El Salvador to hand out up to $117m in Bitcoin to citizens

El Salvador decided to offer every citizen $30 in Bitcoin if they download the government's BTC wallet. The government hopes to minimise the impact of inflation on the USD

El Salvador President Nayib Bukele has offered to give away $30 in Bitcoin to all citizens who decide to download the government’s BTC wallet called Chivo, which is slang for “cool” in the the Central American nation.

The country’s authorities are trying in that way to encourage people to use cryptocurrency in order to minimise the usage of the American dollar.

People will be able to download Chivo simply by using their phone number and ID number. Beginning from September 7, Bitcoin will become the legal currency in this country and Bukele hopes that this could attract many investments and improve citizens’ buying power.

He also added that bank accounts in dollars will remain in dollars, as well as salaries and pensions.

“Why create this law? Because Bitcoin has a $600 billion market capitalisation globally and if we do this, investors and tourists who own Bitcoin will come to the country and benefit Salvadorans and the economy,” he stated.

He also added that there are positive and negative sides to printing money. Still, as Salvadorans use the American dollar as their legal currency, they don’t feel any positive sides of printing money in the US.

However, what they feel is the negative influence of such printing that leads to inflation. In times of inflation and, therefore, recession, people tend to turn their investments to other assets such as real estate, precious metals, or, in this case, cryptocurrency.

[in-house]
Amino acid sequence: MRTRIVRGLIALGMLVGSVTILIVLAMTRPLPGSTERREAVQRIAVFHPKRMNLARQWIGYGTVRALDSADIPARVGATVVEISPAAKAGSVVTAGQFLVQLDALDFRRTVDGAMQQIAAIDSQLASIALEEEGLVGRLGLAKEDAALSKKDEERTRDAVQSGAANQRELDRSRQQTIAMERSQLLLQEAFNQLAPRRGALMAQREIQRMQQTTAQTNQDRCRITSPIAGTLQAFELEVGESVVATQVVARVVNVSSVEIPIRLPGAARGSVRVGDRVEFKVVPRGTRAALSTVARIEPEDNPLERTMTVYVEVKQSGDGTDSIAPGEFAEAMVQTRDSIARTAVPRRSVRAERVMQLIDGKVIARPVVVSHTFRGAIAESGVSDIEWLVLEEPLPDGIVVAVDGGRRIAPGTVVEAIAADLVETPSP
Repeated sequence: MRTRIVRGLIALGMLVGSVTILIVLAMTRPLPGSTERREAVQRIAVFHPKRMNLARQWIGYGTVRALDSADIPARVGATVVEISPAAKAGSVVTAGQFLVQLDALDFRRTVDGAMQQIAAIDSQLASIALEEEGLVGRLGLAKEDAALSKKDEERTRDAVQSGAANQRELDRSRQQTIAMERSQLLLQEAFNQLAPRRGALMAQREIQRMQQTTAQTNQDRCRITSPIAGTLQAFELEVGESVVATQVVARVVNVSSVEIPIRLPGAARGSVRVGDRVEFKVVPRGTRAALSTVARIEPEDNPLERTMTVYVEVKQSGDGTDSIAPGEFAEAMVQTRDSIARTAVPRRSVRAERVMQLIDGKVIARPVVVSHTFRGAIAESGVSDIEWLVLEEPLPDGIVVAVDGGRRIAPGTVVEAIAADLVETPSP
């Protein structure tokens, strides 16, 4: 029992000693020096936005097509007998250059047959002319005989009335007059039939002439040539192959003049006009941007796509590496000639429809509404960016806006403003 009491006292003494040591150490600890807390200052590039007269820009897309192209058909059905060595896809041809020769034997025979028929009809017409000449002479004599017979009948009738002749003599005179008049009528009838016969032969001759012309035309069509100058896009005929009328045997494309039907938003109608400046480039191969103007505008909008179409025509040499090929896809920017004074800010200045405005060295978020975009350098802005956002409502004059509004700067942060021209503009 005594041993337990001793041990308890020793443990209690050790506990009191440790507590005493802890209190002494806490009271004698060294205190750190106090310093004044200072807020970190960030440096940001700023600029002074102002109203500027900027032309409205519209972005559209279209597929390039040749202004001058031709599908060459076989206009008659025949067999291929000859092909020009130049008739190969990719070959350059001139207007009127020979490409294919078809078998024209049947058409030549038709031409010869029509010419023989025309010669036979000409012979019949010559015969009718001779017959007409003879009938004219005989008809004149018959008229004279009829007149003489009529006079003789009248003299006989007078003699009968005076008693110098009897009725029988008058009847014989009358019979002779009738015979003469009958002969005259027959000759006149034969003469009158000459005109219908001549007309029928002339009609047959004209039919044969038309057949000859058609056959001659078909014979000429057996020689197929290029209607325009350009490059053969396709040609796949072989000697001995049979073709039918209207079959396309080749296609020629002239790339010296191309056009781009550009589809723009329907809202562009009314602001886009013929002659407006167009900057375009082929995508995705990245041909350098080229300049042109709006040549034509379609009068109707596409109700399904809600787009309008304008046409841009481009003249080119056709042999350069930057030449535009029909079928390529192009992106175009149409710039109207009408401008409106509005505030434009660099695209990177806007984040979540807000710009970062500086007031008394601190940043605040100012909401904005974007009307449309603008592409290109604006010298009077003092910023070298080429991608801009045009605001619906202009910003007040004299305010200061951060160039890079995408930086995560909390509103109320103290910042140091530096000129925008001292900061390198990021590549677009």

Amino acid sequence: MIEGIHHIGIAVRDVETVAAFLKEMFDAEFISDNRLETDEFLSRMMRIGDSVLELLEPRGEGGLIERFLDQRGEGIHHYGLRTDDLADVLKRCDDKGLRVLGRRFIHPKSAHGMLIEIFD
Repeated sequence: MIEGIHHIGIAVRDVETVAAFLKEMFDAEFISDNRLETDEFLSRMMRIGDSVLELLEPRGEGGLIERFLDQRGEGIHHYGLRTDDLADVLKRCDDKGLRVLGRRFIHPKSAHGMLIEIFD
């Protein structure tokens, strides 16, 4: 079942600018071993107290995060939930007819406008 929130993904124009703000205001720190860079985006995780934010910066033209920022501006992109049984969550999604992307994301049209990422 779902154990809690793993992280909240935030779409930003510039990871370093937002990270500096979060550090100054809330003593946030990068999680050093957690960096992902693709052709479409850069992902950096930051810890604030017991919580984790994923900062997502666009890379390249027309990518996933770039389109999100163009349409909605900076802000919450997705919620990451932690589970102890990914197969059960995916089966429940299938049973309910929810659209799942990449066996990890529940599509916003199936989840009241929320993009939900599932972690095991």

Bukele explained that the consumers will be able to pay businesses with Bitcoin from their wallets for items listed in dollars. However, if business owners want to receive USD, there is a button in the Chivo application that turns the Bitcoin to dollars.

El Salvador is the first country in the world that started accepting Bitcoin as legal tender and, therefore, all who do business in the country will be forced to accept it. However, a private citizen has the opportunity to choose whether to accept Bitcoin or not. Still, if it’s known that the minimum wage in the country is around $430 (but starts from as low as $103), there is a reasonable belief that plenty of people will be accepting BTC.

Not everybody is happy with this solution. According to Fitch Ratings, this adoption might increase the need for local banks to boost their Anti Money Laundering (AML), and terrorist financing standards. The Fitch Ratings said that Salvadoran banks are not ready to implement the proposed Bitcoin legal tender provision and that this “could weigh on investor confidence.”

“A rushed implementation of the new alternative payment system platform will affect financial institutions’ management framework for operational, cyber/ransomware, currency and liquidity risks, with additional implications for banks’ underwriting standards,” the Fitch Ratings said.

The move was also criticised by the International Monetary Fund as well as by the World Bank that said it will not help with Bitcoin implementation.

One thing is sure, whether successful or not, El Salvador’s example will give us a good view of how it is when Bitcoin is used in everyday life.

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Disclaimer: The views and opinions expressed by the author should not be considered as financial advice. We do not give advice on financial products.

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